Let me say, when a pea-sized piece of ice falls from 20,000 feet and lands on a metal roof that is about two feet above your head, it makes a loud noise, like someone was up there with a hammer banging on the metal roof. A lot of someones. Like a thousand of them. I had earplugs in my pack so I put ‘em in.
When the rain slacked off after about 30 minutes, the hail [started again]. But now I could see out the front of the shelter and the whole forest down there was flooded. It looked like a lake. And my trail was under water.
That’s when the trepidation set in. Up until that point I had not been afraid. It was some harsh conditions, but I was dealing with it. This is what I do, after all. I think I’m pretty good in adverse circumstances. I don’t panic. And though I wouldn’t say I was frightened, I was feeling worried. This was serious.
I knew the hail would not last long, and it didn’t, but seeing that flooded timber changed everything. I went in to "survival mode." This was not just another memorable night in a storm, I was alone and stranded.
Could not get a radar image on my phone, signal too weak. Battery almost gone. I had no idea if there was another round of storms behind this one.
I thought back to all the stream crossings I had made in the last 2 days. I imagined what those streams looked like now. Damn. I can’t jump streams, I’m 64 years old. I need some rocks or logs to cross on. And how deep will the water be now, after these torrential rains?
The storm outside passed but the storm inside my head was still cranking. Where was the last road I crossed? I got out my AllTrails map (that I printed, thank goodness) and saw that I had crossed the main MBSP road [a little more than a mile] before the shelter. Hiking it again in my mind, I could remember only two small creeks/ditches between me and the road. Looking at the topo map again, I could see a way that I could navigate around the flooded portion of the trail [the next day]. I had a compass with me, and knew I could do it so I began to feel a little better.
Started formulating a new plan:
1) forget going to the next shelter, bail out now.
2) do some land navigating back to the road using the topo map and compass.
3) walk the road back to the visitor center or hitch a ride.
Now that I had a plan, my worries dissipated. I set up all my sleeping arrangements, and settled down for the night. I think I fell asleep around 3 a.m.
I awoke at 5:30 a.m. While coffee was brewing I walked down the hill to check things out. The flood was gone. GONE. Like it never happened! All that water had run off during the night! I couldn’t believe it! The sky was clear and [the] sun shining. The streams looked just like they did [the day before]. So I decided to abandon my plan. I was going to continue the loop, hike out to my car. Five miles.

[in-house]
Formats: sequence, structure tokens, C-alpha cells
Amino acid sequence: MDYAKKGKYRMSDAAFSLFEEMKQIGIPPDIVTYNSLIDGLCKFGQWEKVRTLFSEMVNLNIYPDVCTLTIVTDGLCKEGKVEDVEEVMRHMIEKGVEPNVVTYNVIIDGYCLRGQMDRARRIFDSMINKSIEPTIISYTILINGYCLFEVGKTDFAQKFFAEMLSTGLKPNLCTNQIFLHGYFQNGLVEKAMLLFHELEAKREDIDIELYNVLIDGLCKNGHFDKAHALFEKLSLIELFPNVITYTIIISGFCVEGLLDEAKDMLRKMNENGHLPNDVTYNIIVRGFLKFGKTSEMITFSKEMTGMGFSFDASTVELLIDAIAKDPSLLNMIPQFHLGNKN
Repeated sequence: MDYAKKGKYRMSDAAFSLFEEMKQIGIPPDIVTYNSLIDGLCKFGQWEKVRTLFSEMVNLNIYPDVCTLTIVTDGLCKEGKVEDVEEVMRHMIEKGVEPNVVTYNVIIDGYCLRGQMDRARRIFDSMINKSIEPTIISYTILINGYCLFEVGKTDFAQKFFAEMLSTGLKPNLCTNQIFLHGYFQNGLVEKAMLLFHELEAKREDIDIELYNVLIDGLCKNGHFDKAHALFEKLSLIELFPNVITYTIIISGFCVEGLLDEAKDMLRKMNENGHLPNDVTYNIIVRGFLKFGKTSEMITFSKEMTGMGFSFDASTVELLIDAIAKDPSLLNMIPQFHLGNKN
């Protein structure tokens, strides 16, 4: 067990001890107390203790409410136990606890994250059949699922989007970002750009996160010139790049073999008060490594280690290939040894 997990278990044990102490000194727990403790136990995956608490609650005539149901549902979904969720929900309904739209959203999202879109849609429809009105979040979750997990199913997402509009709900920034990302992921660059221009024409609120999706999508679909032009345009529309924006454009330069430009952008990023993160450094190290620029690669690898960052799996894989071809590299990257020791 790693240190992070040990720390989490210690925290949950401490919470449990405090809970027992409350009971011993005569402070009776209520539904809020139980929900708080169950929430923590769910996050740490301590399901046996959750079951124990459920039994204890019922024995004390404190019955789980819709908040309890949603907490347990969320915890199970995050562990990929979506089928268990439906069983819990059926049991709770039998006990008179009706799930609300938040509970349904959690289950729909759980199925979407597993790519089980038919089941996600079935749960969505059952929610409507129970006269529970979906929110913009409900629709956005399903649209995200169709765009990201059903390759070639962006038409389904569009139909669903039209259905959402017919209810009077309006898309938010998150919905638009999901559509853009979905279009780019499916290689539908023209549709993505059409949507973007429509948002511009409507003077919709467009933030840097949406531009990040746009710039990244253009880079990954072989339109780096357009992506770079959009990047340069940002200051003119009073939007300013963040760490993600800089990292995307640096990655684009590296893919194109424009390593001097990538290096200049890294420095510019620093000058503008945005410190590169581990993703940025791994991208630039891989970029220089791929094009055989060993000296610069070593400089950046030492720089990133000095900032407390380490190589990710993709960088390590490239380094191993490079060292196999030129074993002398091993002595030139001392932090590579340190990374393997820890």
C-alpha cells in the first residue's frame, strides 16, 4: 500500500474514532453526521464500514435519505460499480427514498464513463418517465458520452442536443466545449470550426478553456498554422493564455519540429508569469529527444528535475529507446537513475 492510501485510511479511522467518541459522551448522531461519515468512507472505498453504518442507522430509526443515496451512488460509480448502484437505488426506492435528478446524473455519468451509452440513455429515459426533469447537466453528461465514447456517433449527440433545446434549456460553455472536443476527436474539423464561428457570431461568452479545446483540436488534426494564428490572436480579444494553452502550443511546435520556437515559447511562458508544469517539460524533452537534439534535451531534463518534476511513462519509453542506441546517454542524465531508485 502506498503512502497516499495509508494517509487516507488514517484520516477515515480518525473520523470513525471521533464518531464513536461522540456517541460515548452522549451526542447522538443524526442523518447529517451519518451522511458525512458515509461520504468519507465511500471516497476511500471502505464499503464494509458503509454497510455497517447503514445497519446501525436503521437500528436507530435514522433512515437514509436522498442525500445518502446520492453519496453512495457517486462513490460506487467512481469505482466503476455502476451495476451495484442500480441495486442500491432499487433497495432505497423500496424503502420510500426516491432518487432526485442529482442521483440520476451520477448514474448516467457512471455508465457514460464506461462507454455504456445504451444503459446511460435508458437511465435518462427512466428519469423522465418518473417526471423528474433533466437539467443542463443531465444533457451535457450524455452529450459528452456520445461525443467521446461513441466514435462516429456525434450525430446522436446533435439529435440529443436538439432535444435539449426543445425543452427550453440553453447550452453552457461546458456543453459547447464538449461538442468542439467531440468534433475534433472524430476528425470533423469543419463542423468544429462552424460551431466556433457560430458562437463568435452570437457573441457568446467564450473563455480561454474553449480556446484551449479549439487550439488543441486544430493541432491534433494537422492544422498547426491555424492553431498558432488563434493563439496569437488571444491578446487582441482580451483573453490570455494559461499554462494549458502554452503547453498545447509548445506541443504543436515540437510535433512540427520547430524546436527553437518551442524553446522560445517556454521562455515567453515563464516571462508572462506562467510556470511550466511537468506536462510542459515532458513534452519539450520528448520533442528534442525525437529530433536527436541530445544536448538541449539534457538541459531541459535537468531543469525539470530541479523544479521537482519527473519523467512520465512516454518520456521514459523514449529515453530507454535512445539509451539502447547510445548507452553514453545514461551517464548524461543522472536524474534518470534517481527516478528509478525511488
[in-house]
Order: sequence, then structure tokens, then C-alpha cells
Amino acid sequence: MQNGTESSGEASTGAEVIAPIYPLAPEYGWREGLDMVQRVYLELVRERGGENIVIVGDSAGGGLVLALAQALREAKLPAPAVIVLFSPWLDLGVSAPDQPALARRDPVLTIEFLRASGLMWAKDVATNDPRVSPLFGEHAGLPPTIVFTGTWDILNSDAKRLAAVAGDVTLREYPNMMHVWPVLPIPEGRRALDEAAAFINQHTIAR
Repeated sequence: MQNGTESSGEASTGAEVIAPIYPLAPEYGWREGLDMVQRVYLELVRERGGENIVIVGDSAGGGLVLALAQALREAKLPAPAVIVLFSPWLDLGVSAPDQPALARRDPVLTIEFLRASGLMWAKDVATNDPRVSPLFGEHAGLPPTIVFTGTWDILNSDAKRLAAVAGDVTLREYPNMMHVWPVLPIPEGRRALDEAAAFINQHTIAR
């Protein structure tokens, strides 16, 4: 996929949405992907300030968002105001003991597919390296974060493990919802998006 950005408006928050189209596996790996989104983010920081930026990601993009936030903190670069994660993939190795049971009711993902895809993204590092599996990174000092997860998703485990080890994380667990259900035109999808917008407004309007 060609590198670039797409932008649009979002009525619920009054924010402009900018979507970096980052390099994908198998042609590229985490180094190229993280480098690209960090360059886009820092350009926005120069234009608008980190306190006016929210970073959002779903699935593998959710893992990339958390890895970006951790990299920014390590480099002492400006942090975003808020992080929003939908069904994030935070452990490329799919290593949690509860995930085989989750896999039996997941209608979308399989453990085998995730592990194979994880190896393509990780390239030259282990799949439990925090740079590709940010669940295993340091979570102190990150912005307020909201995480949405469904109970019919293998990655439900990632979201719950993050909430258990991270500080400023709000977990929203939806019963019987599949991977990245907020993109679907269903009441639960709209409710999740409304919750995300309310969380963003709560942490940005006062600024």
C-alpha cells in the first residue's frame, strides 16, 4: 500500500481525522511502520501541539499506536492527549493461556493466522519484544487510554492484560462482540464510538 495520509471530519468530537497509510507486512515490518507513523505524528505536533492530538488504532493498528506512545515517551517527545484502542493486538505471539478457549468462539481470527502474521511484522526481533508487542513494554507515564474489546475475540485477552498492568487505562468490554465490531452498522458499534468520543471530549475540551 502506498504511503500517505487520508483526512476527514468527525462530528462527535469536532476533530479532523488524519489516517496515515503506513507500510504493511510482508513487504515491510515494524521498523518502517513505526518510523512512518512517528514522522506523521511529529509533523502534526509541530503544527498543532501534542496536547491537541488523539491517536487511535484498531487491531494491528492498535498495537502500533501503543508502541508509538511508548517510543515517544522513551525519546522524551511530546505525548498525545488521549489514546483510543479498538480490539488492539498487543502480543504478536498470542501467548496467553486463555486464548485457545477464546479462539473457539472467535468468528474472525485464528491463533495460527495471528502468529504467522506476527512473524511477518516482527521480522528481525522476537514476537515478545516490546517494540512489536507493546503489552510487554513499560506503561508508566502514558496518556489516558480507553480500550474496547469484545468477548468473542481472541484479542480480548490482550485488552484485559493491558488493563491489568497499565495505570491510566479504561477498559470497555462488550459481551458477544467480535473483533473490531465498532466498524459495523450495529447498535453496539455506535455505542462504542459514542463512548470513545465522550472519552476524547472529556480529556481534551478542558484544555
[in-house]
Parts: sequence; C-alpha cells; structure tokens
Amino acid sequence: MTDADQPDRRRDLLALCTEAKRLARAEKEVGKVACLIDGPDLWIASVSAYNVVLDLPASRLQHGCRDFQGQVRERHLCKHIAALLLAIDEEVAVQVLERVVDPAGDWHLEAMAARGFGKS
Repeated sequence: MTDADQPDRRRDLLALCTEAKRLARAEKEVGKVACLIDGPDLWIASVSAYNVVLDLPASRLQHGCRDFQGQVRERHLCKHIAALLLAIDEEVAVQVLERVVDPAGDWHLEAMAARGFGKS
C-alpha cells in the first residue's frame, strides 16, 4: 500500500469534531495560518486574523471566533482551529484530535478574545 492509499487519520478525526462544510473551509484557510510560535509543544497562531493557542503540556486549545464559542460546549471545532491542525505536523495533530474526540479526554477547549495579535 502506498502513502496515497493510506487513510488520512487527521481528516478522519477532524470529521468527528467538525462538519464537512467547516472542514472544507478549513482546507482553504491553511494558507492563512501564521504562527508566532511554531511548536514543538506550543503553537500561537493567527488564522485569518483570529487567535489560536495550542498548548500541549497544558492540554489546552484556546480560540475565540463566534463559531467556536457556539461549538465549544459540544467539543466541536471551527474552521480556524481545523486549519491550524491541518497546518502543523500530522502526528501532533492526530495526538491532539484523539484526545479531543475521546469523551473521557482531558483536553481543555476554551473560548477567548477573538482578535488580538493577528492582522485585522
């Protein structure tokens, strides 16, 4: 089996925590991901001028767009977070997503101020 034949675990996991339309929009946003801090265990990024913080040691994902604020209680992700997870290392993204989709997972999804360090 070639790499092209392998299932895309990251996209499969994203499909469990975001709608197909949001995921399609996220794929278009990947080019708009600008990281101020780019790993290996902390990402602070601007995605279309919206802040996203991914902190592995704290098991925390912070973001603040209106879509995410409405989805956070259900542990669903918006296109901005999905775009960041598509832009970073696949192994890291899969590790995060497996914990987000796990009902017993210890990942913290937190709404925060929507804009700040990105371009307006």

I left WoodLand Shelter at 6:30 a.m. and made [it] to [the] visitors center at 9:30 a.m. It was cold, but a beautiful hike on that side of the park. If my phone wasn’t dead I would have taken more photos.
So there ya have it! Quite the experience. Grading myself, my reactions, and my decision-making, I think I did a pretty good job.
I asked Ron about what, if any lessons, were to be learned from his experience. He said that he thought he had prepared pretty well, with the exception that his external battery pack wasn't strong enough to recharge his phone more than once. That, however, wasn't really a problem since he had hard copies of any maps he would need.
As for the weather, which Ron had also planned well for in an earlier email, the forecast for his backpacking trip was for a front to move through Saturday night — he was expecting to be out of the park Saturday morning. Unfortunately, the front moved through almost 36 hours sooner than predicted.
The overarching lesson here is that no matter how well-planned, experienced or equipped you might be, anything can go wrong, especially the weather. What separates the survivor from the victim is keeping one's wits about you, and having the knowledge to deal with adversity.
Bob Falcone is a retired firefighter, photographer, hiker, college instructor, business owner and author of Hiking Bob's Tips, Tricks and Trails, available via his website. He has lived in Colorado Springs for 25 years. Follow him on Twitter (@hikingbob), Facebook (Hiking Bob), Instagram (@HikingBob_CO) or visit his website (Hikingbob.com). E-mail questions, comments, suggestions, etc to Bob: firstname.lastname@example.org.